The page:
BROOKSVILLE — Inside Rosa Oswalt's office desk is a small book with a flowered cover. Near the front is a prayer in black ink and neat cursive.
You have assigned me my portion and my cup;
You have made my lot secure.
The boundary lines have fallen for me in pleasant places;
Surely I have a delightful inheritance.
Psalm 16: 5-6
Rosa, 50, and her husband, Joe Oswalt, 55, are beginning their sixth week as owners of the new Express Oil Change and Service Center franchise just east of the intersection of S Broad Street and Cortez Boulevard, on the south side of Brooksville.
With high unemployment, a recession and frequent going-out-of-business sales, a new shop is a bright spot in Hernando County.
And for the Oswalts, who planned and saved for 20 years, it's a dream realized.
"We didn't have a ton of money," Rosa said. "It's just a dollar on top of a dollar."
They lived frugally, but never felt deprived.
"We agreed on the basics," said Joe. "We're going to tithe back to God, we're going to save, we're going to pay our bills and we're going to blow the rest."
The Oswalts still have a 1988 Ford Crown Victoria. They brought Little Joe home from the hospital in it.
"It has 126,000 miles and is clean as a whistle," said Joe.
Little Joe is now 17.
Beginning in 1990, when Rosa and Joe married, he worked his way up the career ladder, becoming general manager of operations with Mineral Resource Technologies, a Cemex company.
His work took them to 13 states. They married in Oklahoma. Lived in Minnesota and California. They discovered Express Oil Change while living in Missouri, and fell in love with Florida during his last professional stop in Crystal River.
In each place, they would find a pastor who was right and continue to live their faith and their values.
"We never got into big, fancy vacations," Joe said. "We've got a half-dozen DVDs; no CDs. Work was like our play. It was our family activity."
The Oswalts work well together.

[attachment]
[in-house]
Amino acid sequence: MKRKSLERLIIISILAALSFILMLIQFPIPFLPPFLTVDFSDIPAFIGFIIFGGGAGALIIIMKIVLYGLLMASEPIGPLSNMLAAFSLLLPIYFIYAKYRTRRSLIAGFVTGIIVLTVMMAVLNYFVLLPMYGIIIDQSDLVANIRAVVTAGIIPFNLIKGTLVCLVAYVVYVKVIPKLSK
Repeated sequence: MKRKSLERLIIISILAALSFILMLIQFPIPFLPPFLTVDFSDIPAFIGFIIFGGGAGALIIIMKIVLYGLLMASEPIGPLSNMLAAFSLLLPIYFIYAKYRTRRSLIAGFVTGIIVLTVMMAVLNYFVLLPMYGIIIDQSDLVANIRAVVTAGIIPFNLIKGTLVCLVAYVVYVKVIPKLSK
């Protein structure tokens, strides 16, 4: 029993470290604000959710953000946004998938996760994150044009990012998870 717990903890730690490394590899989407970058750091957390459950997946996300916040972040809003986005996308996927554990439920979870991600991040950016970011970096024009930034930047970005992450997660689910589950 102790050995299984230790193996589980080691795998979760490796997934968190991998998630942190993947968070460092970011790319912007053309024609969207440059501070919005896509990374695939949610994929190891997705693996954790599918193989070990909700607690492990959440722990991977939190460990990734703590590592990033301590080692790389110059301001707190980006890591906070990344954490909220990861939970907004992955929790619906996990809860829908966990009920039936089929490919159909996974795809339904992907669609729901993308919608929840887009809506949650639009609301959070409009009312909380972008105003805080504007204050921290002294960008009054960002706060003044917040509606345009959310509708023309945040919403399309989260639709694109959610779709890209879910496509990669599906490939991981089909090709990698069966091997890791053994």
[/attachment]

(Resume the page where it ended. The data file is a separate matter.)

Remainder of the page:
"He's extroverted and Andy Griffith good-looking," Rosa said, adding that a friend once described him that way. "He does the big-picture kinds of things, and I do the details."
At Express Oil, they have four full-time staffers and are looking to hire another service technician.
"We've had a strong start," Joe said, referring to the influx of customers. "They can keep me out there sweating all day long."
The couple looked at franchises for a long time before deciding on Express Oil about two years ago.
They liked the company's history and values. And oil changes never go out of style.
Then Express Oil had to decide on them.
"They were a good fit for us," said Kent Feazell, senior vice president of development for Express Oil Change, which was founded in Birmingham, Ala., and now has about 170 locations in eight Southern states. "They were very inquisitive and very honest."
The Oswalts pulled their savings out of the faltering stock market and took the plunge.
"We're investing in ourselves and in Brooksville instead of someone else and someplace else," Joe said.
While about 50 percent of new businesses fail within the first five years, since 1996 Express Oil has had a 99 percent survival rate with stores built from the ground up, Feazell said.
Part of the trick is making sure franchise owners have values that are congruent with the company's.
"(Rosa and Joe) really want to be part of the community," said Feazell. "It's part of their belief system that aligns with our model."
"We're taking a chance on Brooksville, and Brooksville is taking a chance on us," said Rosa. "We're grateful for that."
On a recent morning, a car pulled up. Time for an oil change.
Joe was up and out the door, off to greet a new face.
Back in the office, a Bible rested on a shelf amid brand new marketing and training binders. A soft yellow ribbon marked a page.
Shary Lyssy Marshall can be reached at slmarshall.sptimes @gmail.com.